No. 3 Syracuse 85, George Washington 50
George Washington is Syracuse’s latest victim, getting
overpowered by the Orange’s zone defense and failing to take care
of the basketball.
The Colonials (4-5) fell, 85-50, to No. 3 Syracuse (10-0) on
Saturday night, their fourth straight loss, and went just 19 of 62
for 30.6 percent room the field while committing 18 turnovers that
led to 34 Orange points.
”I knew we’d have to make shots,” Colonials coach Mike
Lonergan said. ”Our best shooter is 2 for 11 and one of our other
scorers is 3 for 13 and we don’t have a whole lot inside.
”It was not exactly a good matchup for us.”
David Pellom had 12 points and seven rebounds, while Lasan
Kromah and Dwayne Smith each added 10 points for the Colonials.
Senior guard Tony Taylor, who came into the game averaging 14.1
points and was shooting 50 percent from the perimeter, had no such
luck against the Orange. He shot 2 of 8 overall and missed all four
shots he took from beyond the arc. As a team, the Colonials were
just 3 of 18 (16.7 percent) from 3-point range.
”It’s very tough,” Taylor said. ”Syracuse does a great job in
that 2-3 (zone), forces you to play outside your comfort zone. They
did a really good job forcing us into turnovers. We didn’t take
care of the ball.”
Dion Waiters had 19 points and six steals, both career highs, as
the unbeaten Orange (10-0) enjoyed a good day where things fell
into place. In the midst of a federal investigation, Syracuse is
poised to move to No. 1 in the national rankings after top-ranked
Kentucky lost to Indiana, 73-72, and No. 2 Ohio State lost to No.
13 Kansas, 78-67.
Kris Joseph had nine points and eight rebounds, and Scoop
Jardine, Brandon Triche, Fab Melo, and C.J. Fair each scored eight
for the Orange. Freshman guard Michael Carter-Williams had five
points and a season-high eight assists.
It was the fourth game for Syracuse since associate head coach
Bernie Fine was fired after allegations by three men that he
sexually molested them as minors. Two were former Orange ballboys.
Fine has maintained his innocence and no charges have been filed.
The investigation is expected to last several more weeks.
”If we lose a game, it’s not going to be because they’re
distracted,” coach Jim Boeheim said after Fine was fired Nov. 27.
”They have to be focused.”
So far, the Orange have been just that.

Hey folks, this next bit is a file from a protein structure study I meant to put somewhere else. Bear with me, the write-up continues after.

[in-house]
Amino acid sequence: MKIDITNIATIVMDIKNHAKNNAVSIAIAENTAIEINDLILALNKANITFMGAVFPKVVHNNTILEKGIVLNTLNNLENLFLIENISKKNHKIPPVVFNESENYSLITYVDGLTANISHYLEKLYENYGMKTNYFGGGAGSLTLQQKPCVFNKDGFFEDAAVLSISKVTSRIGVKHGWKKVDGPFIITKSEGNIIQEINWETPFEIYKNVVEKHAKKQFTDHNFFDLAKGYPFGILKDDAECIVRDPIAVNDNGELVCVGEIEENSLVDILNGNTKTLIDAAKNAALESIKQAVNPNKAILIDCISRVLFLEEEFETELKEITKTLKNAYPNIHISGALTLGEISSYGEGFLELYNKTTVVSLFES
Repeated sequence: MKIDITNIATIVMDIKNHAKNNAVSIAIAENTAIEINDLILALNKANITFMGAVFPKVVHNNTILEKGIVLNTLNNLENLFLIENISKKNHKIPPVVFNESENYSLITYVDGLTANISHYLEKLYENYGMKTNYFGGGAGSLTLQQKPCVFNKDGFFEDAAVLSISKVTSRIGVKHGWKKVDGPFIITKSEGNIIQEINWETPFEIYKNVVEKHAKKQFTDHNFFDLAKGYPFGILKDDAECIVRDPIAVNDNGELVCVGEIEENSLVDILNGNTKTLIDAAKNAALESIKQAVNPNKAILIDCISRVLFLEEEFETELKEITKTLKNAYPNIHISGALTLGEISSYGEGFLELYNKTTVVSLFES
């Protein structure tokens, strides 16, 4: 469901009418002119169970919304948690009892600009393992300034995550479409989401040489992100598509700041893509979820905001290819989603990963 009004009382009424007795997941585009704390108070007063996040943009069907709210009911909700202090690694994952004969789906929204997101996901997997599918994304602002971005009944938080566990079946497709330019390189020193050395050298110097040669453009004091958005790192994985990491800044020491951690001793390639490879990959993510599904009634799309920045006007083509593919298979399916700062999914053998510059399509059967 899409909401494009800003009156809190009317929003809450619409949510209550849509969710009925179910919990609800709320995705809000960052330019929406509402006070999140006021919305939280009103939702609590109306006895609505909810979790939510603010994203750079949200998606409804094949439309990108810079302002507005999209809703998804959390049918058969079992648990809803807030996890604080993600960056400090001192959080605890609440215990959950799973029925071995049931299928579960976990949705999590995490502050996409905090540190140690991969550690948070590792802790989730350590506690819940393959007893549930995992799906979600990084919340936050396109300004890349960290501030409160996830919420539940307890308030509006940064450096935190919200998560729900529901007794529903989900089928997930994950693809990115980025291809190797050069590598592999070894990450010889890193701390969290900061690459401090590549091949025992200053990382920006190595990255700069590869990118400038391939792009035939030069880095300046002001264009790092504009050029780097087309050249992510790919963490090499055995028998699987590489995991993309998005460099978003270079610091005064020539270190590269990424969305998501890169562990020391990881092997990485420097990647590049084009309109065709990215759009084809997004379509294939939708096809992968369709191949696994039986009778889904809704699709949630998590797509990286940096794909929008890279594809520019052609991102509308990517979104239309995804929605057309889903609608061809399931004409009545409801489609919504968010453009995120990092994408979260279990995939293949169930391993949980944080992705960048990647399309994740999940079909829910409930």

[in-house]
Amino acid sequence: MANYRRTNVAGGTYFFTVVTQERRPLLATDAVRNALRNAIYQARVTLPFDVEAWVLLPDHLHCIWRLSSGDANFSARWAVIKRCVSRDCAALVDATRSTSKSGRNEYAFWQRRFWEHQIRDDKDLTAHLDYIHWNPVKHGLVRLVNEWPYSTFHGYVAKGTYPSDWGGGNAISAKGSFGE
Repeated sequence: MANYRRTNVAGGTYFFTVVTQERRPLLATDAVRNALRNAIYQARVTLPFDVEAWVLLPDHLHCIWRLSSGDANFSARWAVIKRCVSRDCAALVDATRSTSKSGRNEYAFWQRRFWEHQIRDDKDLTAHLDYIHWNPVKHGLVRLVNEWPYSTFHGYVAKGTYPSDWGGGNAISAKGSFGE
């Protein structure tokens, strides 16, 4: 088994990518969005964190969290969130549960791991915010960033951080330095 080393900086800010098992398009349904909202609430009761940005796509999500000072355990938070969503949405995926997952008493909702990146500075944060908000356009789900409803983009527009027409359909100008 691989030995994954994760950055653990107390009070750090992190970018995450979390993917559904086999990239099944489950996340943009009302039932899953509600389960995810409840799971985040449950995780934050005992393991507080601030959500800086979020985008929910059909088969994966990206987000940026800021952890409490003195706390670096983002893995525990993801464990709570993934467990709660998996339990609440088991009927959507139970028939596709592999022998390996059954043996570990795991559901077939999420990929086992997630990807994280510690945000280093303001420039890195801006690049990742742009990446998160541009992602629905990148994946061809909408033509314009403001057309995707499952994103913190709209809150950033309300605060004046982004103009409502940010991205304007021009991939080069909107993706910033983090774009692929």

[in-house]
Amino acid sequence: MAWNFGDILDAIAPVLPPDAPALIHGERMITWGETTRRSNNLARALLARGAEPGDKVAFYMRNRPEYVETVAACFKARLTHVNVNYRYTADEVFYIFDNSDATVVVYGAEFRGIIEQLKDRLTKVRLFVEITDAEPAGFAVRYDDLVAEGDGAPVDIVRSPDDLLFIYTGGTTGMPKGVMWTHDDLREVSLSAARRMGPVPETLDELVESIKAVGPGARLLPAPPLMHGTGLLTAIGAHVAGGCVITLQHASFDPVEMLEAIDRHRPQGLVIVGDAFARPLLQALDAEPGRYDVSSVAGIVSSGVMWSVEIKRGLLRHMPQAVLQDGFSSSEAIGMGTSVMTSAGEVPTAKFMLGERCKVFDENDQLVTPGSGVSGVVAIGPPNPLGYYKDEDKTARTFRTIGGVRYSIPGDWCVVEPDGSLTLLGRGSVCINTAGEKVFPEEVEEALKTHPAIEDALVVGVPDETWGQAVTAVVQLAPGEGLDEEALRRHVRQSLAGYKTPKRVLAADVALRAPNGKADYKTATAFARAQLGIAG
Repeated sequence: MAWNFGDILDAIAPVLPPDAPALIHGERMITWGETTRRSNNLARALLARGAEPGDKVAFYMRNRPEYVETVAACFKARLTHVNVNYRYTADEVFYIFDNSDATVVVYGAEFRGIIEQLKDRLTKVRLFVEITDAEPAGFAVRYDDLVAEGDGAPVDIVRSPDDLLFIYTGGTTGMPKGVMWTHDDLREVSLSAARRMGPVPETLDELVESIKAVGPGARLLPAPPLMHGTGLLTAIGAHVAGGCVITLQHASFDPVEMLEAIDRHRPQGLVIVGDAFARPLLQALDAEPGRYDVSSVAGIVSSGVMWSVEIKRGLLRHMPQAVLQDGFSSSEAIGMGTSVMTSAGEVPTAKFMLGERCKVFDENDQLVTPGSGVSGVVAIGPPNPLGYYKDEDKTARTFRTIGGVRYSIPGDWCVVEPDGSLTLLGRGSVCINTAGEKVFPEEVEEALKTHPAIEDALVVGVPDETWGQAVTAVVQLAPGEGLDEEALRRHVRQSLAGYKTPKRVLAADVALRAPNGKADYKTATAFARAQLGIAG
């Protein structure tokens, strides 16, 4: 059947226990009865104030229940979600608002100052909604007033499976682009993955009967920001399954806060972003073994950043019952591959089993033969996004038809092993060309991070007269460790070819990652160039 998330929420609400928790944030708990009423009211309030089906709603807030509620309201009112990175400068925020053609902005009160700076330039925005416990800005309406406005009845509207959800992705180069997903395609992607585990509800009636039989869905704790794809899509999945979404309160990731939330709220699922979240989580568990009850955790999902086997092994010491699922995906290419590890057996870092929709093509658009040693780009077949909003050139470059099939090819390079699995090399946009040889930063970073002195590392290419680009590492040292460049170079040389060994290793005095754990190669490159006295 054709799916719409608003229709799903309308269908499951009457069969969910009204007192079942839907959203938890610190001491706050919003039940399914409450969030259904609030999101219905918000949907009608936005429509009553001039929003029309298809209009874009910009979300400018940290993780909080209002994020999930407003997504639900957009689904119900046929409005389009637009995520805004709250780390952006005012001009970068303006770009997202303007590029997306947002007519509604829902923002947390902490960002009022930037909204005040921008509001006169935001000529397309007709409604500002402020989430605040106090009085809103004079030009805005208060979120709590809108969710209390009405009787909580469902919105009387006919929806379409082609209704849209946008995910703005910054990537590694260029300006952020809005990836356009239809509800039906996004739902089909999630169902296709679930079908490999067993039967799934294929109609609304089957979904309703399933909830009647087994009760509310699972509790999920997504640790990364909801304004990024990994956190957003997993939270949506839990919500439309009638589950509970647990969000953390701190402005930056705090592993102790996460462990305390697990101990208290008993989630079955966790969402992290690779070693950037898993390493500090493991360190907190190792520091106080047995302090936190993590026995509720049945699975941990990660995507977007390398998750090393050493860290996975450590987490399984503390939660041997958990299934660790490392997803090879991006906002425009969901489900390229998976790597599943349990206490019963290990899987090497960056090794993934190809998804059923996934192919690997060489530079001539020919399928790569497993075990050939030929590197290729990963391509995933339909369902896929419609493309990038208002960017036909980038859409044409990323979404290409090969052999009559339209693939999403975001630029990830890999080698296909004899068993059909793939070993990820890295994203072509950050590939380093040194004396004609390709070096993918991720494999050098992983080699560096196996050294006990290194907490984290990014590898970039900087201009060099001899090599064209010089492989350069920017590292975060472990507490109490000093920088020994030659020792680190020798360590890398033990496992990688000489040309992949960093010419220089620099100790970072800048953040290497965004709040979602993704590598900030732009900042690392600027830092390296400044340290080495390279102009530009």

Having displayed great anticipation on defense, Syracuse entered
the game ranked first in the nation in steals, averaging 12.5 a
game, and second in turnover margin at plus-8.2, trailing only Ohio
State. The Colonials found out why at the outset as they struggled
to find any openings.
George Washington hit just 1 of its first 16 shots – a runner by
Bryan Bynes 3 minutes into the game. By the time Pellom converted a
layup 3 minutes later, Syracuse was up 13-4, led by six points from
George Washington, shooting 41.5 percent from beyond the arc
this season, was 2 of 9 in the first half as the Orange challenged
every shooter, registering five blocks and six steals. Having to
peer over the likes of the 7-foot Melo, Mikic missed his first five
shots and finished with six points on 2 of 11 shooting.
Trailing 37-21 after Melo followed his own miss with 5 minutes
to go in the first half, the frustration showed when Pellom threw a
pass from under the basket right to Jardine near the foul line, and
he scored on a breakaway layup.
When the Colonials pressed, Fair scored on a layup, and when the
Orange returned the favor by pressing on the next possession, Fair
stole the ball and fed Waiters for a resounding one-handed
Waiters made the free throw to complete a three-point play for a
26-12 lead midway through the half, and Michael Carter-Williams’
lob to Waiters in the final minute sent the Orange into the locker
room with a commanding 45-25 lead.
When Syracuse built the lead to 31 late in the second half, the
student section began chanting ”We’re No. 1.”
In the four-game skid – in which George Washington lost to
Kansas State, VCU, Loyola, Md., and now, Syracuse – the Colonials
have not topped 60 points in any game.